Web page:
Strategy Note /

Tellimer's top picks: July 2022

  • We present five of our best current calls across economies, sectors, stocks and bonds for July

  • This month's picks: Thailand tourism, Buy Nigeria bonds, Sell Colombia's dollar bonds, Sell Indonesian tech firm GoTo

  • We also caution that banks in India, Colombia and Hungary are most vulnerable to rising inflation

Tellimer's top picks: July 2022
Tellimer Research
30 June 2022
Published byTellimer Research

1. Buy Nigeria bonds

Nigerian bonds have sold off sharply this year, with the spread on the Bloomberg EM Sovereign Nigeria Index rising by 327bps ytd through 17 June versus a 105bps rise in the Aggregate Index.

Nigeria’s sell-off has been surpassed only by those of Tunisia, El Salvador, Pakistan, Ethiopia, Ghana, Honduras and Kenya among index constituents that are not in default or directly impacted by the Ukraine war, and the NGERIA 7 ⅞ 02/16/32s now yields a whopping 13.13% (1,004bps z-spread) and had a cash price of just US$71.7 on 21 June implying a high degree of default risk.

NGERIA 7 ⅞ 02/16/2032s (mid z-spread)

Given the outsized sell-off both relative to its own default risk and the performance of its peers, we have a Buy recommendation on the NGERIA 7 ⅞ 02/16/32s at US$71.7 (13.13% YTM), with a conservative target of spreads narrowing by 100bps relative to the Bloomberg EM Sovereign Aggregate.

Report: Nigeria: Upgrade to Buy after excessive sell-off

2. Thailand is the most liquid tourism play in EM

Thailand is the most liquidly traded top-down equity exposure to tourism available in emerging markets, with over 10% direct contribution to GDP from the sector, and average daily traded value (past six months) in the equity market of over US$2bn.

Thailand appears cheap, in terms of trailing PB relative to history, compared with peers in Asia EM and Tourism EM.

  • The local SET Index is down 10% in total US$ terms ytd, second only to Indonesia in Asia EM.

  • Trailing PB of 1.2x (for trailing ROE of 9%) is a 36% discount to the five-year median.

  • Forward PE is 16x (for 16% consensus earnings growth in 2022f and 2.8% dividend yield) is close to par with the five-year median.

  • The real effective exchange rate is close to 100 and to its 10-year median.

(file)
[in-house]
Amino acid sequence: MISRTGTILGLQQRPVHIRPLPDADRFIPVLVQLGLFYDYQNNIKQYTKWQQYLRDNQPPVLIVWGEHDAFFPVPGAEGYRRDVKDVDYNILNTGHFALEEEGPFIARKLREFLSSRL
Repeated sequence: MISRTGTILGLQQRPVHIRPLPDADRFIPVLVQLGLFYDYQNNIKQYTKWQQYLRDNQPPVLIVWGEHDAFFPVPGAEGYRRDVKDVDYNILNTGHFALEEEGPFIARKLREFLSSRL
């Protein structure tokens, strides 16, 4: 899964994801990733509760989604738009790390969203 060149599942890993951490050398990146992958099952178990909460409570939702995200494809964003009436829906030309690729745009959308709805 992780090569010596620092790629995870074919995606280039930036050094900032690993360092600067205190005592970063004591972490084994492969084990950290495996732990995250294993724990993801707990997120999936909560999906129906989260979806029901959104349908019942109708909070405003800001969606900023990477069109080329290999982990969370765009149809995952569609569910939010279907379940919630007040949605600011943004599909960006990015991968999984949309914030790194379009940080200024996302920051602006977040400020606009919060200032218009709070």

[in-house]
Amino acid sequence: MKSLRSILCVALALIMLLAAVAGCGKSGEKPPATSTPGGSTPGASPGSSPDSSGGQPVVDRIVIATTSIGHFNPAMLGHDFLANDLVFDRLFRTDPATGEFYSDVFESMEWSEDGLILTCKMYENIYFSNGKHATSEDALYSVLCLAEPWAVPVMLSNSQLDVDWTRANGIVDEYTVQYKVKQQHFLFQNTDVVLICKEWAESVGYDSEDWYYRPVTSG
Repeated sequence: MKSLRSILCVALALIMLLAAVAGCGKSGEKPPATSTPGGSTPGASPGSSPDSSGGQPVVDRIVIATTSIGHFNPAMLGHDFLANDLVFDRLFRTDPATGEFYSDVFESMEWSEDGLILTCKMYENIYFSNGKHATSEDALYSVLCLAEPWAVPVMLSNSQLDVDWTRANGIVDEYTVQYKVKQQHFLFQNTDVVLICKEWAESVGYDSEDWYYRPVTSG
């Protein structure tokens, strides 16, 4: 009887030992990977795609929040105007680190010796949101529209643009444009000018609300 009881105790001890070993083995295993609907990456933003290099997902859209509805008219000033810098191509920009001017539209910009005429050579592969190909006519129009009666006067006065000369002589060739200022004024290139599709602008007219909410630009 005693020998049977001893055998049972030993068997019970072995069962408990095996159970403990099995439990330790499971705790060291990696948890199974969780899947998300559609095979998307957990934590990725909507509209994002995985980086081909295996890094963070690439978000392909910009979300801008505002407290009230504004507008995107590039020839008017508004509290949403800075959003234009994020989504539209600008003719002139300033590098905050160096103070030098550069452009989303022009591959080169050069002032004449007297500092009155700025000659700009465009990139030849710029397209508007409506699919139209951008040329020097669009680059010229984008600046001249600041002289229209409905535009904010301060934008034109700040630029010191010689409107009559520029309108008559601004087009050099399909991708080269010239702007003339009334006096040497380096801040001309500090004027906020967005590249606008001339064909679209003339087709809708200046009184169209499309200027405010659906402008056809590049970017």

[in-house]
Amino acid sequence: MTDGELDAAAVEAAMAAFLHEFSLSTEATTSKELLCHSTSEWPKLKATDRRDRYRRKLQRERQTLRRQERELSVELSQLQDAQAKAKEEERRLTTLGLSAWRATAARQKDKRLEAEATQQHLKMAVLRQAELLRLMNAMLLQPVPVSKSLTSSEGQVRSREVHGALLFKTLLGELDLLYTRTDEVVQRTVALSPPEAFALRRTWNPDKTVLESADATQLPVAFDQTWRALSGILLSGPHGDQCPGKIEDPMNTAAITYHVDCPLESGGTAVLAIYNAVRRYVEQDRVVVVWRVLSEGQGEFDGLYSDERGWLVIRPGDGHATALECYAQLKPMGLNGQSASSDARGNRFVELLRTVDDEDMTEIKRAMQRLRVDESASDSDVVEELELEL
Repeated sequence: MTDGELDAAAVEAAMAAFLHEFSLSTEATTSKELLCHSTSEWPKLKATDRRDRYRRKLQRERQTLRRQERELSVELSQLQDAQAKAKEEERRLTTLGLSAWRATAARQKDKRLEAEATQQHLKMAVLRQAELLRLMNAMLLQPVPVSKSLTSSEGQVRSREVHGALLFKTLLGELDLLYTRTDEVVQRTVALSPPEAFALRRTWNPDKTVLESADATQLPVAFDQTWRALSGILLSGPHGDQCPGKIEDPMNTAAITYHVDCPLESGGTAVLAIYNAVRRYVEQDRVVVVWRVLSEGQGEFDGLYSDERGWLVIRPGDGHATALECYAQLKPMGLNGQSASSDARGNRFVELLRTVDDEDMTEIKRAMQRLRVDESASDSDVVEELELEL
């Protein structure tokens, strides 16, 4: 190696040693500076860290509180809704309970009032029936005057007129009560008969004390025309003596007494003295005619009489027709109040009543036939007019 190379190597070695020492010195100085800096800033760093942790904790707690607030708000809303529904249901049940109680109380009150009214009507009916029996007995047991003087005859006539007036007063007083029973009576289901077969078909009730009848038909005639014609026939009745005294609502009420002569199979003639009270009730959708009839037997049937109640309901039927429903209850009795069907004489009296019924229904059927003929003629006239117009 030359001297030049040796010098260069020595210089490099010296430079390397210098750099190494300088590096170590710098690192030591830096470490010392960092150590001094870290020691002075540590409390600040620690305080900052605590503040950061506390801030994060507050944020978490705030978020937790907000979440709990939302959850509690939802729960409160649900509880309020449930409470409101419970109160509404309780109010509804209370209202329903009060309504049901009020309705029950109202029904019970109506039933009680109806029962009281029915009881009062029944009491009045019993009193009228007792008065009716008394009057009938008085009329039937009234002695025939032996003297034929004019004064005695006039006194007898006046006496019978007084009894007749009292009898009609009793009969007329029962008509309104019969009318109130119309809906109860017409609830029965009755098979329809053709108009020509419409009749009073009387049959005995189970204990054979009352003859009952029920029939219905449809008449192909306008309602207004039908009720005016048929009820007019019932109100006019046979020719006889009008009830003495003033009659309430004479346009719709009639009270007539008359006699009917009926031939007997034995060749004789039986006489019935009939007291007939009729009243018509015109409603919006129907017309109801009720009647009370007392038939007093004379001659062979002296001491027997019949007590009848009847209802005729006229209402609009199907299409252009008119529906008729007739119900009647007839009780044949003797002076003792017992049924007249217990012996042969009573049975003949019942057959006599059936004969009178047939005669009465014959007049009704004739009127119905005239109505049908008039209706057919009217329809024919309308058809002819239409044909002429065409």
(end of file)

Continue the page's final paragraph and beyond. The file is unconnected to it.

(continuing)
Thailand among the cheaper equity markets in Asia EM

Report: Thailand – Shinawatra scion tops opinion poll, election likely before May 2023

3. Sell Colombia's dollar bonds

We have a Sell on Colombia's dollar bonds. To the extent that investors were pricing in a Rodolfo Hernandez victory in the presidential election, we expect Colombian bonds could weaken initially and pending better visibility over winner Gustavo Petro's plans in office and relations with Congress, although investors may wait to see who Petro appoints to his economic team and whether he moderates his message. There are also two months before he can do anything. Meanwhile, external headwinds will likely continue.

Yield on Colombia 2031 US$ bond (%)

Report: Colombia turns left as Petro wins presidency in anti-establishment run-off vote

4. Indonesian tech company GoTo is headed for a severe cash crunch

We have cut our target price for Indonesian tech company GoTo by 9%, due to the increased risk of cash burn. Our new TP of IDR202 implies 50% downside, hence we reiterate our Sell recommendation (see our initiation report here).

There are three key reasons for our pessimism:

BNPL will worsen GoTo's cash burn: GoTo has announced that it intends to expand into buy now, pay later (BNPL) loans. A foray into BNPL would only worsen GoTo's stretched financial situation. We expect EBITDA losses of IDR31,972bn (US$2.20bn) in FY 22 and IDR32,140bn (US$2.22bn) in FY 23.

The company is still heavily loss-making: GoTo recently released its Q1 results – revenue rose 65% yoy but at the expense of widening losses. Pre-tax losses rose almost one-third to US$1.5bn, worsening its cash burn.

It has lower net cash than its ASEAN peers: GoTo's cash position is precarious compared with its ASEAN peers Grab and Sea. In FY 22, the cash burn will be onerous due to high operating expenses.

Net cash position (US$bn)

Report: GoTo – Heading for a severe cash crunch

5. Banks in India, Colombia and Hungary are most vulnerable to rising inflation

Operating costs consume a median 44% of emerging market banks’ revenues. For the largest EM banks, the cost/income ratio is highest in South Africa, the Philippines and Hungary, and lowest in Qatar, Vietnam and Russia.

More pertinently for investors, operating costs are equivalent to c100% (average/median) of pre-tax earnings, meaning that a 1% increase in costs erodes earnings by a similar amount. The bank earnings that are most vulnerable to earnings erosion include those in South Africa, the Philippines and India.

Combining both these factors (margin and cost sensitivity) allows us to assess those banks that could benefit most from higher margins and be less sensitive to higher cost inflation (top-left quadrant in the chart below) and those that are less favourably positioned along both these metrics (lower right quadrant).

Margin and cost sensitivity of emerging market banks

Our analysis presents banks in Qatar and Saudi Arabia in a positive light. India, Hungary and Colombia banks could find the current environment to be more challenging.

Report: Inflation, interest rates and the margin-cost trade-off for EM banks